Wednesday, March 15th, 2006
I came across some guy‘s blog entry and, well, I stepped in it when I attempted to correct his grammar. Yeah, it’s one of my pet peeves—saying something is going “slow” rather than “slowly.”
So, in short, he really (really!) took offense. He wrote:
I don’t expect someone who works in television to understand aesthetics – even someone who purports to work in “design�? – so I won’t even begin to lecture you on the nuisances of postmodern/poststructuralist linguistic theory specific to your trite comment on my blog today – I’m fairly certain you wouldn’t understand. I won’t even attempt to explain to you why your archaic notions of grammar are laughable – suffice to say, adverbs (slowly) are slack, boring, ugly and ineffective compared to definitive verb progressives (slow). This is not up for grammar debate, it is a matter of personal aesthetic steeped in research and education.
But, hey, I really appreciate that you took the time to stop by and leave a disparaging remark. It’s nice to know that there is at least one person out there in the world who doesn’t have anything better going on in his life than to be slight or catty for the sake of being such. From one human being to another, man, that was a real hurtful thing to do. (yes – “real�? hurtful – not “really�? hurtful) Perhaps in the future you might think twice before 1) commenting about something you know absolutely nothing about & 2) being rude without warrant. I mean, what good does it do? Do you get a laugh out of being mean? Does it make you feel better about yourself? I feel sorry for you. Hopefully someday you’ll learn that there are better ways to feel good about yourself than trying to put other people down.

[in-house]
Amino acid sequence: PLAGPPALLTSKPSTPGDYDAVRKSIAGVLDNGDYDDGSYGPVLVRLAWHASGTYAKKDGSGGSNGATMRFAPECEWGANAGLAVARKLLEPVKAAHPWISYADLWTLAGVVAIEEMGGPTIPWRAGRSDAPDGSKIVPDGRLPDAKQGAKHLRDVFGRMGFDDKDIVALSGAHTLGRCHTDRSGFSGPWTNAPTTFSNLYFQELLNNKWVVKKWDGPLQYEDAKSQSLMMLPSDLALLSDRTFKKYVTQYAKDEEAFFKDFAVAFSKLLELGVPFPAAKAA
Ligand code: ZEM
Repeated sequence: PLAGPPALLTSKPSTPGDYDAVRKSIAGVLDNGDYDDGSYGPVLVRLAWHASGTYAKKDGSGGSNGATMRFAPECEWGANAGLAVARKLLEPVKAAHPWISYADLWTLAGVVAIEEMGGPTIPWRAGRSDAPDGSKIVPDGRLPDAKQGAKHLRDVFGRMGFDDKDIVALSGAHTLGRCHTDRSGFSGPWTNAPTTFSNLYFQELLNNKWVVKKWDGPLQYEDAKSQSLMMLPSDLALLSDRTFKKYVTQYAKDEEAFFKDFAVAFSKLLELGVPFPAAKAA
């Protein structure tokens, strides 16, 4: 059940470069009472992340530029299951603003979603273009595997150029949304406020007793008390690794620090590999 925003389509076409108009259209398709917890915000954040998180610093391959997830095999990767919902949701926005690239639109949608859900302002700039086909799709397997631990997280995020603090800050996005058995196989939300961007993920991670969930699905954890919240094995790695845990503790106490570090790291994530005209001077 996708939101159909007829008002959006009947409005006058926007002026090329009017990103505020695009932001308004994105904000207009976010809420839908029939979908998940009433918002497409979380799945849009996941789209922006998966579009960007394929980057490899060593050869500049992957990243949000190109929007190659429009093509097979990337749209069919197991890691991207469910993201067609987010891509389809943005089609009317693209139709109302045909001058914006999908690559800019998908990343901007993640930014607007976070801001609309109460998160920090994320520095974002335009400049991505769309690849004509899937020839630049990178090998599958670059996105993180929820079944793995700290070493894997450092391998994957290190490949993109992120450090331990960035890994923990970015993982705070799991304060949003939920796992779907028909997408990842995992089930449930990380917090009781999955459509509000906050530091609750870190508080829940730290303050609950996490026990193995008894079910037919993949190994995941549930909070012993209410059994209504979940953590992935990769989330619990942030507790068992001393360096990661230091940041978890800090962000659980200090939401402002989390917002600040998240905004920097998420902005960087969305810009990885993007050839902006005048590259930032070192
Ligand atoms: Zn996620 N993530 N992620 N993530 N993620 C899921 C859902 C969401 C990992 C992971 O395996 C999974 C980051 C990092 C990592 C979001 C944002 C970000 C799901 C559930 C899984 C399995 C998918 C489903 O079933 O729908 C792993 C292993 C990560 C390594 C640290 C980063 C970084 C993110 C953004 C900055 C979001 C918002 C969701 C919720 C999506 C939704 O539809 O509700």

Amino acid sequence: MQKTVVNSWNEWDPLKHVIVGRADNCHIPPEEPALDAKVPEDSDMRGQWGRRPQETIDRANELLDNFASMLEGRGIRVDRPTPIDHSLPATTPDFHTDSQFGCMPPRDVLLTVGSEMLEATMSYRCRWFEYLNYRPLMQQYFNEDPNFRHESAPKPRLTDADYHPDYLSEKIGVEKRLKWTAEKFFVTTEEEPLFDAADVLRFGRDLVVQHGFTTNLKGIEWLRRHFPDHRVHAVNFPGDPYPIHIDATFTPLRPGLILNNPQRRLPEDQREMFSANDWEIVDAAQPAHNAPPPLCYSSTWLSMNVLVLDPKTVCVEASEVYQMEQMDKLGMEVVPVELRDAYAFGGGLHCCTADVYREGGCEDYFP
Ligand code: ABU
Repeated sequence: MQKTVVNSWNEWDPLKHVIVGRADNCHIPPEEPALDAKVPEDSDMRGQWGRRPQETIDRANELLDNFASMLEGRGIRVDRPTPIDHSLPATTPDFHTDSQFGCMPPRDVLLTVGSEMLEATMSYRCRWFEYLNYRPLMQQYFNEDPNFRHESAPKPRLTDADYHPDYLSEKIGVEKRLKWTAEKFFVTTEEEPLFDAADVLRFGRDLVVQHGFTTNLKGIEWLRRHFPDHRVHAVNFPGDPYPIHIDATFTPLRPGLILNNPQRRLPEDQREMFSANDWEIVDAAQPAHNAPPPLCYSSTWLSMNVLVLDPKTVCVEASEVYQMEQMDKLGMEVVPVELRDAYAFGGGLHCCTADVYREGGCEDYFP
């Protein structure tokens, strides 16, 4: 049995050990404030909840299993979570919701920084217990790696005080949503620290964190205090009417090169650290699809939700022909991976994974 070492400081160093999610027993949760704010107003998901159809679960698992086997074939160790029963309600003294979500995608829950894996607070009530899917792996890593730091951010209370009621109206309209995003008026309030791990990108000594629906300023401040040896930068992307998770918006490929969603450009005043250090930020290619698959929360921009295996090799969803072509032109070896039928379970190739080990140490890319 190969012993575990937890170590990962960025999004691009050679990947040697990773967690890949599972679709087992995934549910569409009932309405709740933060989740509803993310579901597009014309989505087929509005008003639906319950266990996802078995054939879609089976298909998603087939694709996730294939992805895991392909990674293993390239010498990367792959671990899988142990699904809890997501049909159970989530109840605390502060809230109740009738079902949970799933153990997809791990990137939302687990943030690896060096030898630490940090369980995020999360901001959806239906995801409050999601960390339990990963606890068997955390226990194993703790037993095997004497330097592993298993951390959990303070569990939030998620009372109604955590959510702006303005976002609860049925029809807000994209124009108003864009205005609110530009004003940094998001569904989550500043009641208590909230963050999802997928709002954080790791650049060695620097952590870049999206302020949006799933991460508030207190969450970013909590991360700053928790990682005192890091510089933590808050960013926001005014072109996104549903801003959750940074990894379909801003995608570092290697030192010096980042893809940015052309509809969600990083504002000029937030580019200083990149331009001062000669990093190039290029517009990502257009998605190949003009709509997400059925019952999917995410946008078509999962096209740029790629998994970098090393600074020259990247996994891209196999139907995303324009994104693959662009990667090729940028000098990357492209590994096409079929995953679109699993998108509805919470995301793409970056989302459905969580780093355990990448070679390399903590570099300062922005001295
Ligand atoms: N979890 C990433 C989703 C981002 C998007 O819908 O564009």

Yow. Here’s what I wrote back:
Wow…I didn’t intend to leave a disparaging remark…or if it came off that way, I apologize. I just corrected your grammar mistake.
It’s simple and unambiguous–the correct usage is “slowly”. There’s no such thing as a correct use of “slow” in that context. It’s “a matter of personal aesthetic steeped in research and education”? Um, no. It’s a red mark on the paper. An error. A mistake.
And yeah, “real” hurtful is, again, incorrect grammar.
I can hurl AP, NYT and countless stylebooks at you in support of that…but this seems like something you’re sensitive about and again, I’m sorry. I come from a life experience where corrections are a good thing, not a bad thing. I signed my name…I didn’t leave anonymous snark, I was trying to help.
If you think you’re being a literary pioneer or pushing the language into some sort of a new, better world by dropping perfectly good adverbs—I sincerely hope you don’t succeed. I’m all for language as an evolving thing–I’m just not so happy with a regression…and to me, that sort of usage is a regression.
You can dismiss me as “archaic” (gee, thanks…having a bad week?), but I think an open-eyed examination of good writing out there (start with a little Strunk and White—a festival of good design in its present incarnation!) might re-introduce you to the joy of correctly-used adverbs.
I apologize for the offense, but if you’re planning on writing for a living, I hope you take good usage seriously.
With best wishes, even from a TV guy.
[update: oh, there’s more. See the comments, below.]